2. Analysis of the North China samples provided valuable lessons that are being incorporated into our planning for the January-March 2013 field campaign in North America. For example, gathering soil samples in regions with incomplete snow cover allows us to use similarities in the spectral absorption properties of soil and snow particulates to estimate the contribution of local soil to snow particulate light absorption. Lessons were also learned about optimizing sampling protocol, such as using glass jars rather than Whirlpak bags.
  3. Samples were analyzed from two field campaigns designed to study how black carbon and other light-absorbing particles are redistributed in the snowpack with melt. Previous anecdotal observations indicate that black carbon and other particles tend to remain at the snow surface once the snow starts to melt, because they are scavenged with <100% efficiency with melt water. Modeling studies indicate this may be an important positive feedback to the positive radiative forcing resulting from BC in snow. Our study shows that about 10-30% of black carbon and other light-absorbing particles are washed down with snow melt water, consistent with values used in one model study. Black carbon and other light-absorbing particulates appear to have equal scavenging efficiencies, so the positive feedback also applies to other light-absorbing particles. The snow studied did not have significant amounts of coarse soil/dust. However, we expect coarse particles to have a lower scavenging efficiency than the smaller combustion particles that dominated absorption in our snow samples.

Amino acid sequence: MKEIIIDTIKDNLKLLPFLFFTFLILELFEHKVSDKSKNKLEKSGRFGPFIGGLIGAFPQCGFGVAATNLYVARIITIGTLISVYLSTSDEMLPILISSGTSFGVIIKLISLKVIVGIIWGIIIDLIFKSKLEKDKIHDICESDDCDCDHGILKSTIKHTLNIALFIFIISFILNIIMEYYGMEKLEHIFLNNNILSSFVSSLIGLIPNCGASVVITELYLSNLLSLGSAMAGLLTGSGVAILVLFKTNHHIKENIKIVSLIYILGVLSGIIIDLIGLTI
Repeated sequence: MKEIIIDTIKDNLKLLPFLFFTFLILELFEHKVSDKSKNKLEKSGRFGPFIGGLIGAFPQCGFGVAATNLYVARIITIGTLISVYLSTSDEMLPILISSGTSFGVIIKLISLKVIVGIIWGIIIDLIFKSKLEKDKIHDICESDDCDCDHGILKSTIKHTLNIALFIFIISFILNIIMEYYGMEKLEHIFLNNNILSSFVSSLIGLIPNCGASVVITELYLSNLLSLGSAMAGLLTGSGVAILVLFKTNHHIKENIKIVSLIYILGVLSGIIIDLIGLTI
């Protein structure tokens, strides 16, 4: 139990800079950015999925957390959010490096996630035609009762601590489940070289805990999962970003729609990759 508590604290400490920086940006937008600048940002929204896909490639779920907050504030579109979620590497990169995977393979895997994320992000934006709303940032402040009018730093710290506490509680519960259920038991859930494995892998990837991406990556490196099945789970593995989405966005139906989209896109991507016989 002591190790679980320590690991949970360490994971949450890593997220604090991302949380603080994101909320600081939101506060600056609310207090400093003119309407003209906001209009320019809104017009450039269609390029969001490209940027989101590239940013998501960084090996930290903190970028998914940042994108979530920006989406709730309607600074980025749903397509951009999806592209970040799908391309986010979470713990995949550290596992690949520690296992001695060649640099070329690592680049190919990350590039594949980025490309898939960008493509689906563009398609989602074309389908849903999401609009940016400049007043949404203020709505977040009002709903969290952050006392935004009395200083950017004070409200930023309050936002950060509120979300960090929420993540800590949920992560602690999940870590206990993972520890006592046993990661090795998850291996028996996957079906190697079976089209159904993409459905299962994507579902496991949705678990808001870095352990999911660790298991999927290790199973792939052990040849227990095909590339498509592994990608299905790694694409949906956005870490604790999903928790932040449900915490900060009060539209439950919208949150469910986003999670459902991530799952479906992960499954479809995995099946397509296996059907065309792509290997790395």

4. The ISSW spectrophotmeter we use to measure light-absorbing particles in snow is a unique instrument. Thus, we have undertaken a comparison of the ISSW with more commonly used methods in order to put our data set into context. This year, we completed a first comparison with an SP2 in collaboration with colleagues at NOAA. We used solutions of a pure BC standard (Fullerene), a pure dust standard, non-absorbing polystyrene latex spheres (PSLs), or a mixture of the BC and dust or BC and PSLs. The ISSW and SP2 measurements both agreed well with gravimetrically determined concentrations of BC, but the ISSW estimates were biased high when the BC was mixed with the dust standard. The implication is that for field samples where BC is mixed with other constituents, our estimates of BC are in the upper bounds on the true BC concentrations.

Future Activities: